European powers in the 19th century not only created artificial “nations” in Africa, they also created one in Europe named Belgium which was put together by combining Dutch and French speaking people. Historically, French areas were more economically advanced due to the presence of coal mines, but in recent years the high tech world has centered in Dutch speaking sections of Belgium The result is a divided nation in which Dutch speakers appear to seek separation from the economically backward French areas. Belgium has a new political crisis after Prime Minister Yves Leterme resigned when it became clear his effort to broker the Dutch and French speaking issue has been unsuccessful. “It appears,” he said, “that the communities’ conflicting visions of how to give a new equilibrium to our state have become incompatible.” King Albert II is attempting to figure out a solution.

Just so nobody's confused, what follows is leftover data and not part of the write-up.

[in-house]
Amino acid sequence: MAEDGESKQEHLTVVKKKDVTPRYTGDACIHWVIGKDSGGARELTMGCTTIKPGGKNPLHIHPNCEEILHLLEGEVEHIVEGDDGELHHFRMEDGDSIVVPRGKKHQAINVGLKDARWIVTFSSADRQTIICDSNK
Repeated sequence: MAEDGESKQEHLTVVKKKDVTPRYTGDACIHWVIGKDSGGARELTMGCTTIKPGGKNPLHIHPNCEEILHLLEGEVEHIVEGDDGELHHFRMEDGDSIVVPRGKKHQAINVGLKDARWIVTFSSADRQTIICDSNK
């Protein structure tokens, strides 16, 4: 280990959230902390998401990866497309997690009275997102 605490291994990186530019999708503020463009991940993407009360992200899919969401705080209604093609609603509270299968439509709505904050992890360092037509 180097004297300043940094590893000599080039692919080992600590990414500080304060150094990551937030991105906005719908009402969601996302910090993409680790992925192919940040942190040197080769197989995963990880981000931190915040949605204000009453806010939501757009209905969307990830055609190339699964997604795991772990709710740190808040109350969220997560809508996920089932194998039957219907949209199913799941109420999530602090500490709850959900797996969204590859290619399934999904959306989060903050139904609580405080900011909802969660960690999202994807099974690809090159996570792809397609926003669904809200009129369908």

There is increasing evidence Belgium is simply another piece of evidence of how post industrial developments either foster or fracture cohesion within nations. The Dutch speaking area do not wish to continue subsidizing the economically backward French areas and the French areas resent the shift which now places them in a secondary position within a society in which they historically were the more economically advanced. Welcome to the 21st century.